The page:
All you c-section babies can bail, though.
I’ve already written about the new adaptation of The Scottish Play with Michael Fassbender and Marion Cotillard in my Cannes Film Festival piece, but today they released the first trailer for Macbeth. It is bleak and gorgeous, offering an aesthetic more similar to the grime of Braveheart than the polish of your standard Shakespearean tragedy (even though sad things happen at the end, it is usually very pretty and opulent in the meantime). This teaser trailer, unnaturally long at nearly two minutes, provides us with an amazing view of the environment of this new Macbeth, gives us a glimpse into the lyricism of the language that will be employed, and is not afraid to show the main characters descend into power lust and madness. This is a perfect preview of the film, and has me even more excited than I was before.
For those of you living under a rock for the last 400 years, Macbeth tells the story of a Scottish duke who is told by three witches that he is destined to be king. This prophecy entices Macbeth to usurp the throne, and he is encouraged by his wife to murder all of those who stand in his way. Even atop the throne, Macbeth fears for his position and must perform more sordid deeds which only increase his sense of guilt and remorse. Eventually he seeks out the witches again who provide him with more prophecies which actually sate his worries (he’s not the smartest, but has gone a little insane by now, to be fair). As with most prophecies, they are rather cryptic and their true meanings reveal a much different outcome than Macbeth expected, so he is doomed and dispatched by a challenger who re-establishes the natural order to the kingdom. Sort of.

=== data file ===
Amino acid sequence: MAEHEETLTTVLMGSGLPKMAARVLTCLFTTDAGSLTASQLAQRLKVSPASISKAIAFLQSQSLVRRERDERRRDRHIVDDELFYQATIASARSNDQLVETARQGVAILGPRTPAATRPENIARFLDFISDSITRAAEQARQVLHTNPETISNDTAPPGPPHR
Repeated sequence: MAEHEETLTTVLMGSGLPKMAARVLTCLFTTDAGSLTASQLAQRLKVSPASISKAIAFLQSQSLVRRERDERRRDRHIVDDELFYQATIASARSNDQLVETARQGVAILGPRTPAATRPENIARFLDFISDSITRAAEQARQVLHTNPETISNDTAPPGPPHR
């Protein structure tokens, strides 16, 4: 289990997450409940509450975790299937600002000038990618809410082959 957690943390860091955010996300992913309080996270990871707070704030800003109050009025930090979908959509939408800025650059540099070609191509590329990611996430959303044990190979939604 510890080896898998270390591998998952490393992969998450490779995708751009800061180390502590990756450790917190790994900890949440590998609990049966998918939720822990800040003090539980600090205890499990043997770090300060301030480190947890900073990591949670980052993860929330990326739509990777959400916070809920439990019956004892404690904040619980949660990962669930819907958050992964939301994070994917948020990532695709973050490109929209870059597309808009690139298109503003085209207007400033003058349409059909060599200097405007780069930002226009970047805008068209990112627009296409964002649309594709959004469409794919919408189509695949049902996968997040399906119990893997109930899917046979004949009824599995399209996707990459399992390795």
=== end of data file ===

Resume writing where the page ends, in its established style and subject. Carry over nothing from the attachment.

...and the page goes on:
It appears as though this adaptation will stick very closely to this basic story arc and expend great effort to create a realistic setting. With adaptations of Shakespeare, you never really know exactly what you are going to get until you see the complete mise-en-scene at work. As a particular example, just look at a few examples of Hamlet: Mel Gibson’s (1990), Kenneth Branaugh’s (1996), and Almereyda’s (2000) (yeah, there were three big-budget Hamlet films in 10 years; four if you count The Lion King, which you shouldn’t). All three use only original lines from the play, but made different choices on precisely what to include, obviously. Gibson and Branaugh both chose the traditional setting, while Almereyda went with a current setting. But even in the traditional setting, Gibson’s Elsinore (the city/castle in Denmark) is much more medieval and gritty, whereas Branaugh’s is more aristocratic and opulent. Each choice informs the technique that a film maker is going to use to tell the story and display the themes of the play, and may highlight certain aspects of the theme over others.
With respect to Justin Kurzel’s Macbeth, it looks like we are getting a hyper-realistic view of 11th century Scotland with faithful reproduction of Shakespeare’s lines and an emphasis on political power struggles and harsh brutality. The environment appears cold, dirty, and fierce, which synchs perfectly with themes of raw power and ambition and the danger of their single-minded pursuit. This is definitely not a film to miss if you enjoy Shakespeare in the least, and I hope that the likes of Fassbender and Cotillard can drum up some commercial interest here in the United States, as we do not yet have a set release date for the film (though the UK is set for October 2, so we will probably get it soon after that). Worst-case scenario, I guess I can fly to London to see it with some of my UK readers.